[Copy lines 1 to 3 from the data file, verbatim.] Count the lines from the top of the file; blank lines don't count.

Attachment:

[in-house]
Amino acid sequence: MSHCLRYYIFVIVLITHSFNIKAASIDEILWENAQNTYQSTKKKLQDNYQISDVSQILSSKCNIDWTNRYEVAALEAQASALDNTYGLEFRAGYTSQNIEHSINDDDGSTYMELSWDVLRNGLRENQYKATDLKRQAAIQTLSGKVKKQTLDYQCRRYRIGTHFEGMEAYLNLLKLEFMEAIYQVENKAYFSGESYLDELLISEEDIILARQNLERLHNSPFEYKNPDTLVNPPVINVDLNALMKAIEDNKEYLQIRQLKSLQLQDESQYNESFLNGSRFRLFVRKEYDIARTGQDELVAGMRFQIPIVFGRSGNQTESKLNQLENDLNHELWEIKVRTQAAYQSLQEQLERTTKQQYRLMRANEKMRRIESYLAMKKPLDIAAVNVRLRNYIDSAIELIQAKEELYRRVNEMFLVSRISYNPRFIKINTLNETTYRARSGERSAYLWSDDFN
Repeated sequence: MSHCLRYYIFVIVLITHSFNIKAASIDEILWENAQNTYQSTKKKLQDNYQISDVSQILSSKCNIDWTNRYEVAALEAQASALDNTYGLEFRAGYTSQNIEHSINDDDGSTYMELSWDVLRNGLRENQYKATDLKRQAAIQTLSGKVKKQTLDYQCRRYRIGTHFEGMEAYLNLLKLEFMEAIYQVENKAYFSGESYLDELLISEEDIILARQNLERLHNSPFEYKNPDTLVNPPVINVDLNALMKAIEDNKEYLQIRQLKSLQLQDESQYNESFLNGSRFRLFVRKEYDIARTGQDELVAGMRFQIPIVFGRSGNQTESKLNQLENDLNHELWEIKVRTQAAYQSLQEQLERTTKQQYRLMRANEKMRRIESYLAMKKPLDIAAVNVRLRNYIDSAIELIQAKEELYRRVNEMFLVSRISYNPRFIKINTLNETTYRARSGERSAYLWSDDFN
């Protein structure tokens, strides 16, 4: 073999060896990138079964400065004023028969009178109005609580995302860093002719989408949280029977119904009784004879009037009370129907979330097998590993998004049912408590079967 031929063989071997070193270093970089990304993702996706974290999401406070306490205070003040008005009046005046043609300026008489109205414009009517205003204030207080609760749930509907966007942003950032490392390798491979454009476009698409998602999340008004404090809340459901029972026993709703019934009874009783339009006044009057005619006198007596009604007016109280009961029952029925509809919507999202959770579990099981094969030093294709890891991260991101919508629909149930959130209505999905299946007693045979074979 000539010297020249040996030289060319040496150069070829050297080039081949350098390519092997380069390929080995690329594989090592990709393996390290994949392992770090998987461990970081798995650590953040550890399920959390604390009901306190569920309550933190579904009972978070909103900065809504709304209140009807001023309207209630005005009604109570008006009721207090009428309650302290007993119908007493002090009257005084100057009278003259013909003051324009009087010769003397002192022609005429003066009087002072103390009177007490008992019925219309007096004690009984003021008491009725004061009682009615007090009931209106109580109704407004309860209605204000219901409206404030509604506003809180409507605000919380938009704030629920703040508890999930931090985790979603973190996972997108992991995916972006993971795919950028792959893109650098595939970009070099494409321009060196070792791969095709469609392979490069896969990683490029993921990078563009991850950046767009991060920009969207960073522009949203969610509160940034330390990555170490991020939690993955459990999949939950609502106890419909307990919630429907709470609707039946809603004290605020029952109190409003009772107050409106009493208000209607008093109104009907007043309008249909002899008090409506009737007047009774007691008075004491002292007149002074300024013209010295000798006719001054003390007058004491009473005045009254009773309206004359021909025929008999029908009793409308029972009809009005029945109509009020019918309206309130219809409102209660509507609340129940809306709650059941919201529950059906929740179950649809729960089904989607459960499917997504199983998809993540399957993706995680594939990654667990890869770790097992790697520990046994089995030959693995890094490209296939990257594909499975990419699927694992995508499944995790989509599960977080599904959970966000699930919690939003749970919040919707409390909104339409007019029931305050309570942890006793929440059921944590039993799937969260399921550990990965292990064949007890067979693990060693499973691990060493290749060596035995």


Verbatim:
[in-house]
Amino acid sequence: MSHCLRYYIFVIVLITHSFNIKAASIDEILWENAQNTYQSTKKKLQDNYQISDVSQILSSKCNIDWTNRYEVAALEAQASALDNTYGLEFRAGYTSQNIEHSINDDDGSTYMELSWDVLRNGLRENQYKATDLKRQAAIQTLSGKVKKQTLDYQCRRYRIGTHFEGMEAYLNLLKLEFMEAIYQVENKAYFSGESYLDELLISEEDIILARQNLERLHNSPFEYKNPDTLVNPPVINVDLNALMKAIEDNKEYLQIRQLKSLQLQDESQYNESFLNGSRFRLFVRKEYDIARTGQDELVAGMRFQIPIVFGRSGNQTESKLNQLENDLNHELWEIKVRTQAAYQSLQEQLERTTKQQYRLMRANEKMRRIESYLAMKKPLDIAAVNVRLRNYIDSAIELIQAKEELYRRVNEMFLVSRISYNPRFIKINTLNETTYRARSGERSAYLWSDDFN
Repeated sequence: MSHCLRYYIFVIVLITHSFNIKAASIDEILWENAQNTYQSTKKKLQDNYQISDVSQILSSKCNIDWTNRYEVAALEAQASALDNTYGLEFRAGYTSQNIEHSINDDDGSTYMELSWDVLRNGLRENQYKATDLKRQAAIQTLSGKVKKQTLDYQCRRYRIGTHFEGMEAYLNLLKLEFMEAIYQVENKAYFSGESYLDELLISEEDIILARQNLERLHNSPFEYKNPDTLVNPPVINVDLNALMKAIEDNKEYLQIRQLKSLQLQDESQYNESFLNGSRFRLFVRKEYDIARTGQDELVAGMRFQIPIVFGRSGNQTESKLNQLENDLNHELWEIKVRTQAAYQSLQEQLERTTKQQYRLMRANEKMRRIESYLAMKKPLDIAAVNVRLRNYIDSAIELIQAKEELYRRVNEMFLVSRISYNPRFIKINTLNETTYRARSGERSAYLWSDDFN